with the tiny paper shielding my finger from the filth.

       I questioned myself as I saw what I was doing. How silly it seemed. Thomas

Pyles doesn’t deserve bird droppings on his tombstone I thought as I scrubbed harder to

get any remaining residue off. Somehow I felt this small act was all I could do to honor a

man who served this country and fought for my freedom.

       Angela and I stood at the casket in the dark funeral home chapel with our arms

around each other. Tears were trickling down both of our cheeks. No words were

spoken. He didn’t even look the same. So still. So lifeless. He was clothed in his

military uniform and clutching a small Bible.
       “Thank God the bullets hadn’t hit him in places that would keep the casket from

being open,” I thought. We stood there silent.

       The flag draped the coffin and the sound of a twenty-one gun salute ripped

through the windy, drizzly April afternoon. As the men in uniform removed the flag and

began to fold it with precise timing, choreography, and perfect angles, the coronet played

in the distance. The uniformed men handed the flag to Angela and her mother who

received it with humility through their tears.

       I found myself living out the scene portrayed in so many movies. The ambiance

and the precision were breathtaking. The military burial was unlike any I had witnessed

in my seventeen years.

       I finished cleaning off the bird droppings and knelt to help Angela place the

flowers in the small green vase the cemetery provided. The army green colored plastic

funnel had a nail in the bottom for sticking in the ground and keeping water in. Quite an

ingenious idea I thought. We shoved the nail into the already dry ground. The stems of

the flowers were too tall for the small funnel. The three of us began to break the stems

and place the flowers in the vase. As we finished, without any words spoken we gathered

the trash and broken stems and stood.

       I walked around the tombstone again, facing the words. Kim and I stood silently

at the end of the plot while Angela stayed near the tombstone. The moment felt strange.

I wanted to be there, stay, and talk about it all with my best friends, but at the same time I
felt like running away. I wanted to cry, I had a lump in my throat, yet I felt silly crying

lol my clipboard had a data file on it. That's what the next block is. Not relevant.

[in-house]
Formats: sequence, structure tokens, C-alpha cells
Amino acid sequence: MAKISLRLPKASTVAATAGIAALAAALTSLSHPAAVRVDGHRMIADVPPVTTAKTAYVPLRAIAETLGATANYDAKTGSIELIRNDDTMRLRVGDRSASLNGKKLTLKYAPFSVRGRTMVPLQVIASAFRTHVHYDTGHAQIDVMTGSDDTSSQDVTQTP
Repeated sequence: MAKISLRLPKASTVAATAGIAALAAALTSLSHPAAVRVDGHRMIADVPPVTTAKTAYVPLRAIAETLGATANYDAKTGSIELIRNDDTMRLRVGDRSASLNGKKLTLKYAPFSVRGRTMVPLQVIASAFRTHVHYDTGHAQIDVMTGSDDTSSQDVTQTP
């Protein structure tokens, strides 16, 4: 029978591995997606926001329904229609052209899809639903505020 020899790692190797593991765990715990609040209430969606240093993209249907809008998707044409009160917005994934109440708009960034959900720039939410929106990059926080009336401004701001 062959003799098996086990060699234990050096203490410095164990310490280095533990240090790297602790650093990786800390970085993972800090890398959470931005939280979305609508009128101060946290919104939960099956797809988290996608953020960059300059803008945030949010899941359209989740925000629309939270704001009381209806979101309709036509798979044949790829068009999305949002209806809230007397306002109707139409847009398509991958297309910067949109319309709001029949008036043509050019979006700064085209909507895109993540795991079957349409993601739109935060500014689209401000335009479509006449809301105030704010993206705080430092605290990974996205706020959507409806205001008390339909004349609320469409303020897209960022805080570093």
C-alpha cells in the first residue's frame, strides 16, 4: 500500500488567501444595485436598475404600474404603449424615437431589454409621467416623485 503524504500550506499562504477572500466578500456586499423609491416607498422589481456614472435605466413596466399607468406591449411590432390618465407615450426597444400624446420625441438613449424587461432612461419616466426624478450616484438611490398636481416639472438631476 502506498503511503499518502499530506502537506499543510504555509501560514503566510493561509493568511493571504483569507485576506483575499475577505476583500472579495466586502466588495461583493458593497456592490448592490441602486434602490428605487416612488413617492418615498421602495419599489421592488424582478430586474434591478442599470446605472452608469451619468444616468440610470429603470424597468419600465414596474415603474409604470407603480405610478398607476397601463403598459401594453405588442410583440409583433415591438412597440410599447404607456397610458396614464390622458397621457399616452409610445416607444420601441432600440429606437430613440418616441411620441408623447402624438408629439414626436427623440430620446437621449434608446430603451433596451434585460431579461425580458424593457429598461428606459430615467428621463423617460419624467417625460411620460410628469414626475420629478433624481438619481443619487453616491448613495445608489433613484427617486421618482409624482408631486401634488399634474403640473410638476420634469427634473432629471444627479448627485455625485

when Angela wasn’t. I reluctantly held back the tears.

       When he died, few people could find the right words to say, and gave material

objects to show their sympathy and support instead. A few days after it happened,

donations of food and meals flooded the kitchen table where a few weeks before I had sat

with Thomas and his family for a Sunday afternoon lunch. Cards and letters were piled

on the coffee table, where I had once sat to color a map of Vietnam for school, and

Thomas helped me and told me about some of his experiences in the war there. Flowers

filled the rooms where Thomas had tried to hide from Angela and I when she would ask

for money to go see a movie or eat out.

       This had all faded. Angela and her mom got hugs every once in awhile when

people were reminded of their loss. Veteran’s Day, Father’s Day, his Birthday. The food

and company had disappeared. Now he had a small bouquet of crimson roses and

carnations garnished with baby’s breath and greenery and they had only the memories

       The hardest day is always the anniversary. I do my best to remember and to

comfort them on that day. On the second anniversary the flowers sat on Angela’s desk at

her work. I left them. None of her co-workers knew why. The card simply said “I’m

thinking about you and I love you.” A few hours later the phone rang. “Angela’s cell,”

the caller ID read. I knew she was calling to thank me for the flowers I left at her work.

“Bethany,” she said, “You are the best friend anyone could ever ask for. I didn’t think

anyone would remember. You made this day so much better. All day I’ve been sad and
crying, but you made me happy. Thank you so much.” Of course I would not forget

April 6.

       The heat was becoming overwhelming. I could feel the beads of sweat running